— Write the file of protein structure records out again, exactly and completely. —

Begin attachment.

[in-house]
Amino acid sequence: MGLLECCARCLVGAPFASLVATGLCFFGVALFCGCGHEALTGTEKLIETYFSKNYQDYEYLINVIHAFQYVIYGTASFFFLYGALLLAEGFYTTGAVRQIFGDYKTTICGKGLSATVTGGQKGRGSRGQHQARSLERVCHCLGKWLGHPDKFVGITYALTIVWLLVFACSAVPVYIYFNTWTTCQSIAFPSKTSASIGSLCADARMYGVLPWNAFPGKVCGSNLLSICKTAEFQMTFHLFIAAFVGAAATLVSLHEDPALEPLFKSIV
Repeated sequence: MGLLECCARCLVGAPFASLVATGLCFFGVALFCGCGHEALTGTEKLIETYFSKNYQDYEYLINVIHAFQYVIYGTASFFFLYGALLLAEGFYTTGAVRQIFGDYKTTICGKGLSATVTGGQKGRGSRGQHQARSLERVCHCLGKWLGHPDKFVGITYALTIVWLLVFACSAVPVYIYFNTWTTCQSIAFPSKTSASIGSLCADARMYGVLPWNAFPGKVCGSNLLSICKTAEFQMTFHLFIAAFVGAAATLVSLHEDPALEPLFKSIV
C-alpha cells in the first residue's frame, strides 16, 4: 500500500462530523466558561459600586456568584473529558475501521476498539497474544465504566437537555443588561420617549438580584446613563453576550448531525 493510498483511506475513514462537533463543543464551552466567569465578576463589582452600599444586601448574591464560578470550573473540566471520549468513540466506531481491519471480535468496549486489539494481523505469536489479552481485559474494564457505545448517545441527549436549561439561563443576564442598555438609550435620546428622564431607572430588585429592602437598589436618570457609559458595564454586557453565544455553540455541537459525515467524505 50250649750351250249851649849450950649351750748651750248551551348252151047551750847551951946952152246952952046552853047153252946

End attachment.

[in-house]
Amino acid sequence: MGLLECCARCLVGAPFASLVATGLCFFGVALFCGCGHEALTGTEKLIETYFSKNYQDYEYLINVIHAFQYVIYGTASFFFLYGALLLAEGFYTTGAVRQIFGDYKTTICGKGLSATVTGGQKGRGSRGQHQARSLERVCHCLGKWLGHPDKFVGITYALTIVWLLVFACSAVPVYIYFNTWTTCQSIAFPSKTSASIGSLCADARMYGVLPWNAFPGKVCGSNLLSICKTAEFQMTFHLFIAAFVGAAATLVSLHEDPALEPLFKSIV
Repeated sequence: MGLLECCARCLVGAPFASLVATGLCFFGVALFCGCGHEALTGTEKLIETYFSKNYQDYEYLINVIHAFQYVIYGTASFFFLYGALLLAEGFYTTGAVRQIFGDYKTTICGKGLSATVTGGQKGRGSRGQHQARSLERVCHCLGKWLGHPDKFVGITYALTIVWLLVFACSAVPVYIYFNTWTTCQSIAFPSKTSASIGSLCADARMYGVLPWNAFPGKVCGSNLLSICKTAEFQMTFHLFIAAFVGAAATLVSLHEDPALEPLFKSIV
C-alpha cells in the first residue's frame, strides 16, 4: 500500500462530523466558561459600586456568584473529558475501521476498539497474544465504566437537555443588561420617549438580584446613563453576550448531525 493510498483511506475513514462537533463543543464551552466567569465578576463589582452600599444586601448574591464560578470550573473540566471520549468513540466506531481491519471480535468496549486489539494481523505469536489479552481485559474494564457505545448517545441527549436549561439561563443576564442598555438609550435620546428622564431607572430588585429592602437598589436618570457609559458595564454586557453565544455553540455541537459525515467524505 50250649750351250249851649849450950649351750748651750248551551348252151047551750847551951946952152246952952046552853047153252946